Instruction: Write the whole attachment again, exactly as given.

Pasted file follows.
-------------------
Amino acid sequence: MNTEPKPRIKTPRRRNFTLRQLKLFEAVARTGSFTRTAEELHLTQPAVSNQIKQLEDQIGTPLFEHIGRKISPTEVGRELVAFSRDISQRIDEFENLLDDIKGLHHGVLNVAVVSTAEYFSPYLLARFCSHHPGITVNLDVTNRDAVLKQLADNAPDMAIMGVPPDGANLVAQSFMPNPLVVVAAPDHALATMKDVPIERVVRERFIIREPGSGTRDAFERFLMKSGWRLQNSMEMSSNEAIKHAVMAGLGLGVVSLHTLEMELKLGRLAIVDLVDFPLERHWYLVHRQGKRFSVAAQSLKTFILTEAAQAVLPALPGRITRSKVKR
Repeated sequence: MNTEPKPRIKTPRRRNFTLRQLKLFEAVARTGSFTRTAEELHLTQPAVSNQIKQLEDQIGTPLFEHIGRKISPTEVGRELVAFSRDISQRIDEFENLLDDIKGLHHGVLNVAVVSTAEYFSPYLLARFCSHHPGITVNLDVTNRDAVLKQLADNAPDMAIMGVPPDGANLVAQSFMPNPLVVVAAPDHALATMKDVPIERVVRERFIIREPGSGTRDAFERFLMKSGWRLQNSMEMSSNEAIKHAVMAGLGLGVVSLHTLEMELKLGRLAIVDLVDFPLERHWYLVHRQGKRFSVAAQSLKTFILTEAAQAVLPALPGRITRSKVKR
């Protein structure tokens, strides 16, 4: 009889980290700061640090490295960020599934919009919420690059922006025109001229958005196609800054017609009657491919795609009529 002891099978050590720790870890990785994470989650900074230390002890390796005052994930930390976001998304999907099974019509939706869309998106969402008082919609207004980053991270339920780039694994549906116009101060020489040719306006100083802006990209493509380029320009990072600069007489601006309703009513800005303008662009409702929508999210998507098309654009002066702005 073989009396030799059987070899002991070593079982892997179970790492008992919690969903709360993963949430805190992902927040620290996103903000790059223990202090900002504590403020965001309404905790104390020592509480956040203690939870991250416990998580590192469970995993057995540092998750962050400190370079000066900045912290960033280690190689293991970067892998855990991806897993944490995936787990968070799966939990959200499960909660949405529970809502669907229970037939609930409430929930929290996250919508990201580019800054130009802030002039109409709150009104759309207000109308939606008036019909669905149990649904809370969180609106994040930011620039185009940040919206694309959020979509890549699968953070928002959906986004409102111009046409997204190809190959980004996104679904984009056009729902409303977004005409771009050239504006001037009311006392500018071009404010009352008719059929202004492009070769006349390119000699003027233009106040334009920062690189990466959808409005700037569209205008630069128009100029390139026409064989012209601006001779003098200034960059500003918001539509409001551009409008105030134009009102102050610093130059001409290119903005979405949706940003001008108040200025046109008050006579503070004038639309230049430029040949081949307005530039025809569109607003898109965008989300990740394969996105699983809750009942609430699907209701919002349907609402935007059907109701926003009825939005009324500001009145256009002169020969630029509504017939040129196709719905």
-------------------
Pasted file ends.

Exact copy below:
Amino acid sequence: MNTEPKPRIKTPRRRNFTLRQLKLFEAVARTGSFTRTAEELHLTQPAVSNQIKQLEDQIGTPLFEHIGRKISPTEVGRELVAFSRDISQRIDEFENLLDDIKGLHHGVLNVAVVSTAEYFSPYLLARFCSHHPGITVNLDVTNRDAVLKQLADNAPDMAIMGVPPDGANLVAQSFMPNPLVVVAAPDHALATMKDVPIERVVRERFIIREPGSGTRDAFERFLMKSGWRLQNSMEMSSNEAIKHAVMAGLGLGVVSLHTLEMELKLGRLAIVDLVDFPLERHWYLVHRQGKRFSVAAQSLKTFILTEAAQAVLPALPGRITRSKVKR
Repeated sequence: MNTEPKPRIKTPRRRNFTLRQLKLFEAVARTGSFTRTAEELHLTQPAVSNQIKQLEDQIGTPLFEHIGRKISPTEVGRELVAFSRDISQRIDEFENLLDDIKGLHHGVLNVAVVSTAEYFSPYLLARFCSHHPGITVNLDVTNRDAVLKQLADNAPDMAIMGVPPDGANLVAQSFMPNPLVVVAAPDHALATMKDVPIERVVRERFIIREPGSGTRDAFERFLMKSGWRLQNSMEMSSNEAIKHAVMAGLGLGVVSLHTLEMELKLGRLAIVDLVDFPLERHWYLVHRQGKRFSVAAQSLKTFILTEAAQAVLPALPGRITRSKVKR
């Protein structure tokens, strides 16, 4: 009889980290700061640090490295960020599934919009919420690059922006025109001229958005196609800054017609009657491919795609009529 002891099978050590720790870890990785994470989650900074230390002890390796005052994930930390976001998304999907099974019509939706869309998106969402008082919609207004980053991270339920780039694994549906116009101060020489040719306006100083802006990209493509380029320009990072600069007489601006309703009513800005303008662009409702929508999210998507098309654009002066702005 073989009396030799059987070899002991070593079982892997179970790492008992919690969903709360993963949430805190992902927040620290996103903000790059223990202090900002504590403020965001309404905790104390020592509480956040203690939870991250416990998580590192469970995993057995540092998750962050400190370079000066900045912290960033280690190689293991970067892998855990991806897993944490995936787990968070799966939990959200499960909660949405529970809502669907229970037939609930409430929930929290996250919508990201580019800054130009802030002039109409709150009104759309207000109308939606008036019909669905149990649904809370969180609106994040930011620039185009940040919206694309959020979509890549699968953070928002959906986004409102111009046409997204190809190959980004996104679904984009056009729902409303977004005409771009050239504006001037009311006392500018071009404010009352008719059929202004492009070769006349390119000699003027233009106040334009920062690189990466959808409005700037569209205008630069128009100029390139026409064989012209601006001779003098200034960059500003918001539509409001551009409008105030134009009102102050610093130059001409290119903005979405949706940003001008108040200025046109008050006579503070004038639309230049430029040949081949307005530039025809569109607003898109965008989300990740394969996105699983809750009942609430699907209701919002349907609402935007059907109701926003009825939005009324500001009145256009002169020969630029509504017939040129196709719905």